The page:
The fire chief in Charleston, S.C., moved earlier this week to block the federal investigation of the deaths of nine firefighters, denying access to his employees for interviews. After pressure from federal investigators, on Thursday the chief backed down.
The standoff presented a new test for the Centers for Disease Control, which investigates many firefighter fatalities. As MSNBC.com disclosed in a special report in February, the CDC has scaled back its investigations and normally doesn't investigate at all if the fire department or firefighters union objects. ( Read the special report here. )
On Monday, Charleston Fire Chief Rusty Thomas told the CDC that his department would not allow federal investigators to interview firefighters about the Sofa Super Store fire on June 18. Nine firefighters died of smoke inhalation and burns inside the store, which was packed with flammable furniture.
On Tuesday, the CDC objected, with the head of CDC's National Institute for Occupational Safety and Health writing to the chief to ask him to reconsider.
On Thursday morning, the city relented. Mayor Joe Riley called a CDC official to say that interviews would be allowed. The city and federal officials agreed that the federal interviews will be conducted at the same time as interviews by the state Department of Labor. (CDC released copies of two letters to the chief. Read the letters here in PDF format.)
"This is a developing situation," CDC spokesman Fred Blosser told MSNBC.com on Thursday afternoon. "This morning we were notified that the chief has said that he will grant access to the firefighters. Earlier this week, he had indicated that he was denying access to the firefighters for interviews."
Mayor Riley told MSNBC.com that it was all a misunderstanding. He said Chief Thomas was merely trying to minimize the number of interviews of his weary and grieving firefighters, not to block any investigation. The firefighters have already been interviewed by other investigators from the city, the state, and the federal Bureau of Alcohol, Tobacco, Firearms and Explosives, the mayor said, and needed to get back to work.
"The fire chief, out of understandable concern for his men, was trying to reduce the amount of time that they are taking away from their jobs," Riley said. "And with the trauma that should be quite understandable that they are going through, he wanted to be sure that their very important public safety duties can continue.... Certainly the intent was never to deny the opportunity, but right now, two weeks and two days after the fire, the chief was being a very prudent leader. Maybe there was some miscommunication."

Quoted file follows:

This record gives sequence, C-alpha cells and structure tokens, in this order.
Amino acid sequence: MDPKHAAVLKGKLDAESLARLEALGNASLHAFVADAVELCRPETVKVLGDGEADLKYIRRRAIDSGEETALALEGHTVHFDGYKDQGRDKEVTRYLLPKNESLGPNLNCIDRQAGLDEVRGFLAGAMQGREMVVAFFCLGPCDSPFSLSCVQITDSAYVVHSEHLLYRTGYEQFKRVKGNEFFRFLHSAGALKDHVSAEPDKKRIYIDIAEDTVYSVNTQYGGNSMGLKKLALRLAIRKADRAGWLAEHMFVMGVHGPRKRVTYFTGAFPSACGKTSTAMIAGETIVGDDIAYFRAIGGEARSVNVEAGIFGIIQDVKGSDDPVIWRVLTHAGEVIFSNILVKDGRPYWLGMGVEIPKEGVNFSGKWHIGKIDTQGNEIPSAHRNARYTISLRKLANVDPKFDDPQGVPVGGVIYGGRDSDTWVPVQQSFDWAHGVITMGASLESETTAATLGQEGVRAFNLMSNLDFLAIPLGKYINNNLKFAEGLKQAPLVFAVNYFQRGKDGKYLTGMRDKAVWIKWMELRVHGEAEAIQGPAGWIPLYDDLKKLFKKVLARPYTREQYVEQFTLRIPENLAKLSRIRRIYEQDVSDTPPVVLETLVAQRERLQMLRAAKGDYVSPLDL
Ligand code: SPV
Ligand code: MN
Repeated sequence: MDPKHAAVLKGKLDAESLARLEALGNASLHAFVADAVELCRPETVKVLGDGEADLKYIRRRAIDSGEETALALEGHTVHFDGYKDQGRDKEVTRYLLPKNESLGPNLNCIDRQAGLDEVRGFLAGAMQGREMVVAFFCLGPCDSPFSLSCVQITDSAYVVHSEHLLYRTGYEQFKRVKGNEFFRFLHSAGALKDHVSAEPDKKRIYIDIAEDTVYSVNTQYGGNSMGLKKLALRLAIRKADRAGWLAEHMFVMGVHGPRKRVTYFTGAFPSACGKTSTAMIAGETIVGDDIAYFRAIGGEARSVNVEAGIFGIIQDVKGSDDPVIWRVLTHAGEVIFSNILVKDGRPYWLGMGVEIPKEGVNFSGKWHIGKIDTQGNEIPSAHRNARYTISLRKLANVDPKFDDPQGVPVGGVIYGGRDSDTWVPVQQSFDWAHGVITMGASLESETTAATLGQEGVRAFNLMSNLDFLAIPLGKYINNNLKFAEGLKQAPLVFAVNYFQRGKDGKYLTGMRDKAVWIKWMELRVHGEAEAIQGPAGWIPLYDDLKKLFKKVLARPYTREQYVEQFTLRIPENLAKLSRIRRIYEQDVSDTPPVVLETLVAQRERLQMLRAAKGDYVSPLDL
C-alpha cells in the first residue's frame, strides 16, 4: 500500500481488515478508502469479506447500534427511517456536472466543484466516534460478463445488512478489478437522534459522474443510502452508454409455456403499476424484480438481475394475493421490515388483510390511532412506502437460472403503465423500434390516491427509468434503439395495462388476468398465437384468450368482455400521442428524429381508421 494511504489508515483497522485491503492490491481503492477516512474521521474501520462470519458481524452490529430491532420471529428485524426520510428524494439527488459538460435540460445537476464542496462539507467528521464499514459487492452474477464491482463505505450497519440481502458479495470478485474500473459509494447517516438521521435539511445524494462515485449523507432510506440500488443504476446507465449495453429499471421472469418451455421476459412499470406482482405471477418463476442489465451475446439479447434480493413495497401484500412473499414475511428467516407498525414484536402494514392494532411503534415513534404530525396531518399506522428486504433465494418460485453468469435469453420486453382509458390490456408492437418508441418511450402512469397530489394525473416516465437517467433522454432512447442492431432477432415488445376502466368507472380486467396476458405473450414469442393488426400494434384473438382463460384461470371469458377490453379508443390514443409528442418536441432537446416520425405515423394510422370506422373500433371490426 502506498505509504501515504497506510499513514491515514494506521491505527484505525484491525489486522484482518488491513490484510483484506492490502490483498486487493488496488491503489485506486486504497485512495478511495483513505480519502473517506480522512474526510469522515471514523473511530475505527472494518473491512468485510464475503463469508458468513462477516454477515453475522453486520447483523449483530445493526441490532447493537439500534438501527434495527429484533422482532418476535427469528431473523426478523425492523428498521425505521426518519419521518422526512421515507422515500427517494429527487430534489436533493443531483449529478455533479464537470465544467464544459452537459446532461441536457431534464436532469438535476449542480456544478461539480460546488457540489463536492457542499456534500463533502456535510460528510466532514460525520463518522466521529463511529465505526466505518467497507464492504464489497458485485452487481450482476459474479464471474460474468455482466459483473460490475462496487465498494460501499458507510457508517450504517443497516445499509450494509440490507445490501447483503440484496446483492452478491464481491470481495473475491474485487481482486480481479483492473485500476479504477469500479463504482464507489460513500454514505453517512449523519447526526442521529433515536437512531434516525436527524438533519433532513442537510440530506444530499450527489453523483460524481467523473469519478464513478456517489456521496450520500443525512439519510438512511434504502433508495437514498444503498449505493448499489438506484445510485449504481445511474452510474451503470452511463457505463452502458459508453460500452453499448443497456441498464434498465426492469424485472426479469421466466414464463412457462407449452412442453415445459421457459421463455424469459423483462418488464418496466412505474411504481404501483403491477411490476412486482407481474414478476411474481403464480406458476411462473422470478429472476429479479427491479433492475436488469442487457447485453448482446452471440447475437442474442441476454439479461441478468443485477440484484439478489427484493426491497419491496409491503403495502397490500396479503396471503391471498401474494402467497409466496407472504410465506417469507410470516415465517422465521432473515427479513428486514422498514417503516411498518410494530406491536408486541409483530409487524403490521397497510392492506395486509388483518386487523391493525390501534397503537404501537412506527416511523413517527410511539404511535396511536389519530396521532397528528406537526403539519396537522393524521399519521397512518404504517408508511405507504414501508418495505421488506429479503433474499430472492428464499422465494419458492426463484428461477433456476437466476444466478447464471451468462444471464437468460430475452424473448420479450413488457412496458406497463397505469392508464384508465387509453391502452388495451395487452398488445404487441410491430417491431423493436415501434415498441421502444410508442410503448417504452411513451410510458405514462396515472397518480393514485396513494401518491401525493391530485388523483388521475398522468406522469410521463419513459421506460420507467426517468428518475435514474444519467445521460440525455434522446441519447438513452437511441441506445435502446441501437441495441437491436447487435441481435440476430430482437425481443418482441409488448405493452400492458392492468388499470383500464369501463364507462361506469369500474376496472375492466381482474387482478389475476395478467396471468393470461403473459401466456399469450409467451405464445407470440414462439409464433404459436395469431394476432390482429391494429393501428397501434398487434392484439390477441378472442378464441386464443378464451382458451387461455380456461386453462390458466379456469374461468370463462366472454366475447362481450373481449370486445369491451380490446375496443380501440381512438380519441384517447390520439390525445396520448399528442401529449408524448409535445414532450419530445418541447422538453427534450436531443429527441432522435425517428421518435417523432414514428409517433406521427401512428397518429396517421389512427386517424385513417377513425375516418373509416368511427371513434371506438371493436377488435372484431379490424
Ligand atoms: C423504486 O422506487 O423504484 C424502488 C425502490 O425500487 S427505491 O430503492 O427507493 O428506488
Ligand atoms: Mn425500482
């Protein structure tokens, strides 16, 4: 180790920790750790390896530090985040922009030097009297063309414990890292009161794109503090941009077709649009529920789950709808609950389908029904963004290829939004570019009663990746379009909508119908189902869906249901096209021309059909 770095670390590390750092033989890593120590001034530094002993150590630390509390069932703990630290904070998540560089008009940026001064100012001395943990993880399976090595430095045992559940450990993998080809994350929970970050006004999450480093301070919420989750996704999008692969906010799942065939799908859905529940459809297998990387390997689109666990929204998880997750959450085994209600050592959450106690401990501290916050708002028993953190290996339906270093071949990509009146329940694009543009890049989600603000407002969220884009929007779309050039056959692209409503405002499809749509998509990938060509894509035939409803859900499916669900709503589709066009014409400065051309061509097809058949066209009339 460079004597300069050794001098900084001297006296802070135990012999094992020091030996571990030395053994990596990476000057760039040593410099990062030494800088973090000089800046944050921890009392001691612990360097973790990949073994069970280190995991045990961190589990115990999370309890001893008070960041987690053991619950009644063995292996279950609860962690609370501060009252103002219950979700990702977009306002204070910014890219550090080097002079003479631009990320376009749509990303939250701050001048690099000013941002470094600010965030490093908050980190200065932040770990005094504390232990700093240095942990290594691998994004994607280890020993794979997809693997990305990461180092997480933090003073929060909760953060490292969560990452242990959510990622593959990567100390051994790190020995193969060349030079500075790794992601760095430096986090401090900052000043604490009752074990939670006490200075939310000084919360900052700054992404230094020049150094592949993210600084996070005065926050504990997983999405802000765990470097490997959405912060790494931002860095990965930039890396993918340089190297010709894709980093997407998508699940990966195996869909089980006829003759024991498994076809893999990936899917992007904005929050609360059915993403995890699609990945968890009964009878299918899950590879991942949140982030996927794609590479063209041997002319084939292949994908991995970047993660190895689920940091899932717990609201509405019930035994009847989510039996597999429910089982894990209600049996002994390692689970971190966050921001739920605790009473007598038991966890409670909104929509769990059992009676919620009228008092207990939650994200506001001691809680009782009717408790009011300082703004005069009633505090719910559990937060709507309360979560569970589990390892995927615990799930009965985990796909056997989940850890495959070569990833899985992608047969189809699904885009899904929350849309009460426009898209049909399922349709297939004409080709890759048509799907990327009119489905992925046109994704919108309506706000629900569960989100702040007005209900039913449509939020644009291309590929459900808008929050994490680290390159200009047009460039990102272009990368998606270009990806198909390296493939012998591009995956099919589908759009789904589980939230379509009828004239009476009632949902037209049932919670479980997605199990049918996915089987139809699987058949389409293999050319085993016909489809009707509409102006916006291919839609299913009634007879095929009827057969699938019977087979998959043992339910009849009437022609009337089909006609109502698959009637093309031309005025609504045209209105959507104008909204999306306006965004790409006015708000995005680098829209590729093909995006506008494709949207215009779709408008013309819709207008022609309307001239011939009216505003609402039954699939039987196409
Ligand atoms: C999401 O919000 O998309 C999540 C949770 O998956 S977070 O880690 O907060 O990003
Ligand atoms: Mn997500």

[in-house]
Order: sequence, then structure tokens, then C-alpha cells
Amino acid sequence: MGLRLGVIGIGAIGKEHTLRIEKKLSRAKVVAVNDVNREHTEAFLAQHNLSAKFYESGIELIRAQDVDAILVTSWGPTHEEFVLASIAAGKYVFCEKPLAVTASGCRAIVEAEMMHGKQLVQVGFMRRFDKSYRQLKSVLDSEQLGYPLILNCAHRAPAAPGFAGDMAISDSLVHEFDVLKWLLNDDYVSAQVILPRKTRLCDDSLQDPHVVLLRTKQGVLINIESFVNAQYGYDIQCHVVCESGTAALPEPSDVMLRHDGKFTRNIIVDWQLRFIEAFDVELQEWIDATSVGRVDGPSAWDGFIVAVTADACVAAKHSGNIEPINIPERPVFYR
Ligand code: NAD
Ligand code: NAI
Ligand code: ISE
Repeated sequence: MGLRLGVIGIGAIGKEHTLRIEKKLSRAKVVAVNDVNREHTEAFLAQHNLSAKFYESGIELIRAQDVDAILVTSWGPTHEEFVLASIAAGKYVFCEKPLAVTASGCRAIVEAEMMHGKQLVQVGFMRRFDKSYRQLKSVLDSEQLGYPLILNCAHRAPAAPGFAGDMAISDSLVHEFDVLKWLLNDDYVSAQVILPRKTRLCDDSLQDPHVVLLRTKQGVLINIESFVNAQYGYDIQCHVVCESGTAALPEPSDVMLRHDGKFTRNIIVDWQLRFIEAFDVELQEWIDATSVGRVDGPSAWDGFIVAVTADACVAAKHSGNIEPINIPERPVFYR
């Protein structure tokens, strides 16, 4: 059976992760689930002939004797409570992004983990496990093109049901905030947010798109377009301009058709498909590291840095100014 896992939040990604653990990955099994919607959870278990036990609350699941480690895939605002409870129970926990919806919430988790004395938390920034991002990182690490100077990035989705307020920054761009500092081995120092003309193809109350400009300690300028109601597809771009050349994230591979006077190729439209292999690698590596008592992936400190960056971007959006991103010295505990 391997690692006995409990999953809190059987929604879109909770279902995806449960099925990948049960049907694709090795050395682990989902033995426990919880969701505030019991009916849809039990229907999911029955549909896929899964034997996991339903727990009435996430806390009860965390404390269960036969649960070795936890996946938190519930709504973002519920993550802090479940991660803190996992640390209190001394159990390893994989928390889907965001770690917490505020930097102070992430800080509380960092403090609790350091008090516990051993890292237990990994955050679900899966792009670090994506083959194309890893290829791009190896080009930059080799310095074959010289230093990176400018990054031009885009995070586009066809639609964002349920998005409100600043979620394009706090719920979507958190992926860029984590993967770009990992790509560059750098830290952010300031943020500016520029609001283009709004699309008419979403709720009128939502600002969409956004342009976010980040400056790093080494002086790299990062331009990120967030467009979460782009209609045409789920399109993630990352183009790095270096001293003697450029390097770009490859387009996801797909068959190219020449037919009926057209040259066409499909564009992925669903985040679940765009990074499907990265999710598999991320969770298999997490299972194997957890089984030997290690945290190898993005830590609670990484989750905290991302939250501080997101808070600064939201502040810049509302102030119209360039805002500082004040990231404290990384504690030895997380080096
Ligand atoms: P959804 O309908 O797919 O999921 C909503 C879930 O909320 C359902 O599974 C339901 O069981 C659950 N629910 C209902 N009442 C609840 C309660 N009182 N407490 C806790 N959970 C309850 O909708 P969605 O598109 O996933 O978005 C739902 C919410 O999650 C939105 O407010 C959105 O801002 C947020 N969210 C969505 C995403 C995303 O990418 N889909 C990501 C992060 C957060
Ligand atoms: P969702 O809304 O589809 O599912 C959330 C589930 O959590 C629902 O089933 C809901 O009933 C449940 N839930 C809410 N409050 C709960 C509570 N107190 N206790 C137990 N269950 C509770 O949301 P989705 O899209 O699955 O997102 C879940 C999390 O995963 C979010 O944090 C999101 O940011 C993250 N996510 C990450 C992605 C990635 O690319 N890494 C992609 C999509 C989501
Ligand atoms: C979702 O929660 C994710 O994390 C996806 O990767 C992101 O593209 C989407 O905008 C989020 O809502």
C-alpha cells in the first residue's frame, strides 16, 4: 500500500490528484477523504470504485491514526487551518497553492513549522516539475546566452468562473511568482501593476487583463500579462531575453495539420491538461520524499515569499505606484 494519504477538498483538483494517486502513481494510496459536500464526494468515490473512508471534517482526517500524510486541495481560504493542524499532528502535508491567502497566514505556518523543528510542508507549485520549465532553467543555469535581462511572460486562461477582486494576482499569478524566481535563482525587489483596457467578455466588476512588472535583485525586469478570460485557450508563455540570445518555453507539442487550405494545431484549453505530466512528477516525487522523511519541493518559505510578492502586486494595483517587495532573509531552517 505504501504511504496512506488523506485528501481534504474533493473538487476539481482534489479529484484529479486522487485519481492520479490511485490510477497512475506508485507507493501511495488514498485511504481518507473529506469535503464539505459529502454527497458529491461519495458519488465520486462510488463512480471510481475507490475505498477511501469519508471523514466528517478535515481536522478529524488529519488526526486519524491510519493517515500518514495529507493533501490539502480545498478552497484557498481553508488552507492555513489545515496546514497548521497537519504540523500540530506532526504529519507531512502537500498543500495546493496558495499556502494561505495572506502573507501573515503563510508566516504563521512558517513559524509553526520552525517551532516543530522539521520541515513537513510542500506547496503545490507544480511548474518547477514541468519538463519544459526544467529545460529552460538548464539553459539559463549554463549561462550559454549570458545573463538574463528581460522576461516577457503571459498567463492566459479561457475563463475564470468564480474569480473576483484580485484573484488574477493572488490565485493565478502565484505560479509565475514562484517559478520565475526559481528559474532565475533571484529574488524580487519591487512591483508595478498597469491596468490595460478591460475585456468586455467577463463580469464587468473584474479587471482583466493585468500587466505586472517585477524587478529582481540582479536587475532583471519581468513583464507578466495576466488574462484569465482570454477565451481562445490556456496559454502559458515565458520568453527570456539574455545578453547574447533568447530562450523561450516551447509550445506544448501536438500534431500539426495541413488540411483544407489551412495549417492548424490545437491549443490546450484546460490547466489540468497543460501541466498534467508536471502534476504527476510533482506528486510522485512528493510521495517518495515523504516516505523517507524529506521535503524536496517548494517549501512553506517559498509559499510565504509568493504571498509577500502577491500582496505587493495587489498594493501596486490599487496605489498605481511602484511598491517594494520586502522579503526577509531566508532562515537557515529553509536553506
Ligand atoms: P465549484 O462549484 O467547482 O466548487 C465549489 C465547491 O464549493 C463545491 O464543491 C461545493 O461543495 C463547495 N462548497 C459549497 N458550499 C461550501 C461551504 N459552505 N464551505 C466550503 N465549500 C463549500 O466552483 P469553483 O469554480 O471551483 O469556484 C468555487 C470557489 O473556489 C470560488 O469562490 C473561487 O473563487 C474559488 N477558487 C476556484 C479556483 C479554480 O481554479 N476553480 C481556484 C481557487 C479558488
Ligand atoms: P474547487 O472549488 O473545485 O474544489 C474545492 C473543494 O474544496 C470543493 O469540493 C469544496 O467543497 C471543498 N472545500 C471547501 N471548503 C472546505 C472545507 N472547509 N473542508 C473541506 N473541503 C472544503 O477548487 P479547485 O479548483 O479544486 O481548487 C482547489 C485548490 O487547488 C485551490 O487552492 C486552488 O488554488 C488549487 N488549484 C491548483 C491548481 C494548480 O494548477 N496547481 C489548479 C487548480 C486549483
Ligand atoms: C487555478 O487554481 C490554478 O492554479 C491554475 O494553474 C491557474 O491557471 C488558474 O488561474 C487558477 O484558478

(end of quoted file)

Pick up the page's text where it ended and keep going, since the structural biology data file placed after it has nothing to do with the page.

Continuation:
Later Thursday, Chief Thomas told NBC station WCBD in Charleston that he had wanted a postponement of the federal interviews, to spare his firefighters another round of interviews so soon. "I just want to give them a break, give them a couple of weeks," Thomas said. "I mean, we've only been at this thing for two weeks, and the first week we spent burying nine people. We did not deny them that they could never come in. I just wanted to give my guys a break, that had the fire. Some of the guys are really having a difficult time, understandably so, with this."
Unlike the National Transportation Safety Board, which investigates airplane and other transportation accidents, the CDC has said that it does not have the authority to compel interviews or to gain access to accident scenes. The Congress in 1988 gave the CDC the role of investigating firefighter deaths — numbering roughly 100 per year. The firefighters union contends that the CDC does have that authority but has chosen not to use it.
Fire experts have said that the Charleston fire raises several issues about firefighter safety, meriting a federal investigation:
- The incident commander, an assistant fire chief, has said he went inside the building several times. National firefighting guidelines call for a commander to stay outside, with a vantage point for sizing up the entire scene.
- Firefighters apparently didn't look into the space above the dropped ceiling of the store to determine whether the fire had spread.
- The department's planning report on this building had not noted that it had a steel truss roof, known to collapse quickly during fires, as happened in this case.
- The building was not equipped with sprinklers, which might have quickly extinguished the fire. Since then, the mayor has called on the local water utility to eliminate impact fees, which are assessed on buildings that install sprinklers. A spokesman for the Sofa Super Store has said that city officials approached the store 12 years ago, giving the option of installing a fire door or sprinklers; the owner chose the fire door, according to the Post and Courier newspaper in Charleston.
- The deaths renewed a debate in the fire service about how aggressive fire departments should be, especially when no lives are at stake — whether firefighters should go inside in uncertain conditions, when only property is at risk, or retreat to drown the fire from the outside.
Chief Thomas added to the controversy when he told the Post and Courier newspaper that he wasn't concerned about national standards. "I don't care how it is anyplace else," he said, adding, "Our firefighting techniques are not going to change in the city of Charleston Fire Department."
The firefighters union was watching closely this week's back-and-forth.
"It disturbs me, if a city is not going to cooperate with an investigation," said Larry Osborne, a district vice president for the International Association of Fire Fighters and a retired district chief in Jacksonville, Fla.
"It's going to be tempting for other cities to say, 'No, we're going to investigate ourselves.' Which takes us back to where we were before."
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